On top of all, more strain comes from social adjustment, particularly adjusting to university life while separating one’s self from family and friends .
In addition, tests, grades, competition, time demands, professional class environment, and concern about future careers were found to be major source of academic stress .
Over 82% found studying stressful and 64.3% were not sleeping well. Perceived stress scores were statistically significantly high for specific stressors of studying in general, worrying about future, interpersonal conflict, and having low self-esteem.
Coping strategies that were statistically significantly applied more often were blaming oneself and being self-critical, seeking advice and help from others, and finding comfort in religion. Most of the stressors are from coursework and interpersonal relationships.
It has also been reported that student’s perception of high stress levels may lead to poor academic performance, depression, attrition, and serious health problems .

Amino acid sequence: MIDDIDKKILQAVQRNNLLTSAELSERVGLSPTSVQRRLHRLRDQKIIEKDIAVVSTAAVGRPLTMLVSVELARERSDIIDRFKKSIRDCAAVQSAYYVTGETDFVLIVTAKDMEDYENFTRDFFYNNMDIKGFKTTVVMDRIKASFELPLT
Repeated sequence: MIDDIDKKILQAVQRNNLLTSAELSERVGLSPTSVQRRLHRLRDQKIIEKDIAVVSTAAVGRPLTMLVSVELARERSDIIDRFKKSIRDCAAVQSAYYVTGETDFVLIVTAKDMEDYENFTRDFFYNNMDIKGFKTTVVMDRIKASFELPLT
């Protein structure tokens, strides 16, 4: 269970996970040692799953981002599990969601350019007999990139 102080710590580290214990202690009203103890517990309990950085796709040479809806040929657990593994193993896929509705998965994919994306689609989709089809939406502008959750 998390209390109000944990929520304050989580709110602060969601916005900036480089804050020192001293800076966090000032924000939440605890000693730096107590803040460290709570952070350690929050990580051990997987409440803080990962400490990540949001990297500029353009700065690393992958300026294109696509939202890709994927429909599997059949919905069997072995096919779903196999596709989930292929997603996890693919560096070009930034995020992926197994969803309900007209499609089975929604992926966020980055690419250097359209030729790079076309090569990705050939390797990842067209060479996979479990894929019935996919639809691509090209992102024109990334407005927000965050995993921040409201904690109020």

A different study on stress management suggested that monitoring student-stress and the methods utilized to deal with it could have valuable implications for higher education administrators .
Instead, make sure you stick to a balanced diet, full of slow-burning-energy foods (like pasta, wholemeal bread, fruit and vegetables), drink lots of water to keep your brain hydrated, and try to get plenty of sleep.
The former editor of Top Universities.com, Laura oversaw the site's editorial content and student forums.
A little exam stress is inevitable, but make sure you don't fall into any of these traps: via GIPHY Lots of people instinctively reach for extra coffee, cola, or energy drink - thinking that the extra boost will give them a head start.
This might help you stay awake an extra hour or so, but it won't do you much good in the long term!